Sure, it helps some people weather the onslaught of chemotherapy-related nausea (and many other kinds of nausea) and improves appetite in AIDS patients and others afflicted by low food drive-type wasting diseases. But cannabis naysayers still outweigh its champions. They claim there’s too great a risk for abuse.
I have this to say: If a drug has a medical purpose, it should be exploited for that use. After all, legal drugs kill hundreds of people daily in this country – mostly when they’re abused. Yet no one clambers for the elimination of drugs that alleviate pain and anxiety. Hence, drug abuse is an issue that should be regarded separately from its therapeutic benefits.
Just because people abuse all manner of pain-relieving drugs (often fatally) doesn’t mean that they don’t deserve a spot on our pharmacists’ shelves, right? I mean, if the drug works, why do we need to be hampered by a skewed cultural sensibility that leads us to believe drugs must come foil-topped off an assembly line to qualify as safe and effective?
What’s so inherently wrong with marijuana that we can’t collectively accept its ability to heal, especially when its clinical successes have been consistently proven via legitimate research for decades now?
It’s actually kind of sad that most humans who could benefit from this therapy are dissuaded by virtue of cultural intolerance. And it’s not just humans who suffer from this irrational line of thinking. It’s pets, too.
I got to thinking about this last week when a friend confessed to me that she’s been having a hard time getting her vet to prescribe medicinal marijuana for one of her pets. This chronic renal failure canine patient suffers from intermittent episodes of nausea and anorexia – enough to send him into a downward spiral of muscle loss, anemia and weakness. But as long as he eats, he’s good. And pot makes him want to eat without interfering with his quality of life. (She’s tested this theory.)
So what’s standing in the way of this dog’s medicinal marijuana permit?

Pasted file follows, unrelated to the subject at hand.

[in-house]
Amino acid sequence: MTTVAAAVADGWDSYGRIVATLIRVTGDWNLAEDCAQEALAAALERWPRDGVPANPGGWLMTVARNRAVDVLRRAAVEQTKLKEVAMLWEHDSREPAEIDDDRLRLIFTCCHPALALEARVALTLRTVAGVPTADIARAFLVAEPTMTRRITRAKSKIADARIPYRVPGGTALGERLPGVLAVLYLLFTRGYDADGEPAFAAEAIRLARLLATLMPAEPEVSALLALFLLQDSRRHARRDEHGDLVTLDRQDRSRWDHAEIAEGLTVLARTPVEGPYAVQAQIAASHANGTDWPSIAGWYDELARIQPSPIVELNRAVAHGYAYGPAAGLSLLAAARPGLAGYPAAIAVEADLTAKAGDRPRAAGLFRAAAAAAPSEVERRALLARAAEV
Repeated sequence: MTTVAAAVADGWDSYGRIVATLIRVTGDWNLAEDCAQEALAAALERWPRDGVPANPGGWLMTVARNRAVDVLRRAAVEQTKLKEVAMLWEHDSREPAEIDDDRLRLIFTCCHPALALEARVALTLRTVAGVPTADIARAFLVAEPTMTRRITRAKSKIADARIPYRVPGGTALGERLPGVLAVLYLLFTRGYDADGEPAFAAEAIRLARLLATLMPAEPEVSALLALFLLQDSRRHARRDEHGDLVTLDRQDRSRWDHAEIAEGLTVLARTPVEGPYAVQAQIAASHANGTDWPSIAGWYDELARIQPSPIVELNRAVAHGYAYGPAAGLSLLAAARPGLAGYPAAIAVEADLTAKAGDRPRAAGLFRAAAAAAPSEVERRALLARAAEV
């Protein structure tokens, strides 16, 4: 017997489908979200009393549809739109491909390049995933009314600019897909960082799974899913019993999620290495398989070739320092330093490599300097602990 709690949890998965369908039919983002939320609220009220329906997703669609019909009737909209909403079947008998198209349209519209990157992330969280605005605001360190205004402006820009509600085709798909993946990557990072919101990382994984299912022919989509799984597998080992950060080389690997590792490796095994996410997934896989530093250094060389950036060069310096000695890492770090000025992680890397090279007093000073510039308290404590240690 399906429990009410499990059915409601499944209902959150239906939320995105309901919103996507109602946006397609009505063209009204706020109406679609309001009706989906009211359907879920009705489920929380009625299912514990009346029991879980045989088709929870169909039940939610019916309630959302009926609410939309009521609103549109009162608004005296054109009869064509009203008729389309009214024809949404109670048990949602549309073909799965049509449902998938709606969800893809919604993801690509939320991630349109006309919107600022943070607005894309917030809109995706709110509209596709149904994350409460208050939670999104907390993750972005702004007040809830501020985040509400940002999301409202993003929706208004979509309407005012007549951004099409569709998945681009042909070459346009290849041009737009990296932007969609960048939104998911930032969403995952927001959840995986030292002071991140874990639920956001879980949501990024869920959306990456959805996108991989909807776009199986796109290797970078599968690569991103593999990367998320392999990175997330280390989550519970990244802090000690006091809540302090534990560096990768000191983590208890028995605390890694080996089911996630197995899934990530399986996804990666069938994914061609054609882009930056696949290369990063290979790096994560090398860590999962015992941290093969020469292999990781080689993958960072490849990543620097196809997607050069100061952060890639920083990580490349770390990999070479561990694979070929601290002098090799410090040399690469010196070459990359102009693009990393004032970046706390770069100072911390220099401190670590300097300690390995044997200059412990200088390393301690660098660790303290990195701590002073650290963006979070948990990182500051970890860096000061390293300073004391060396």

Turns out, plenty of vets who practice in states where medicinal marijuana is legal have major reservations about the possibility that owners will abuse pet meds. Moreover, they worry that prescribing this drug will make it more likely that the DEA will come calling, making sure that all controlled drug use is perfectly recorded. And no one likes a snoopy DEA agent rifling through his drug box.
So I can’t really blame veterinarians for wondering: What’s my liability here? Do I really want to go down this road? And, yet, I can’t get behind the decision to refrain from prescribing any legal drug that could improve a patient’s quality of life.
In fact, I’ll go even further: Wouldn’t a veterinarian be more legally liable if he did not offer a drug that could alleviate a patient’s suffering?
Sheesh! People can be so close-minded about what, by now, should be a reasonably accepted medical tool. Sure, some people still assume medical marijuana is for the weak and the addicted, but the reality is much more nuanced.
I can’t help wondering that perhaps it could help pot’s PR to prove that it demonstrably helps pets. Once proven effective, who could criticize marijuana’s use in animals whose conditions were improved by the drug? After all, no one could ever accuse pets of moral depravity just because marijuana makes them feel better. Now if only we could say the same for humans.
– Dr Patty Khuly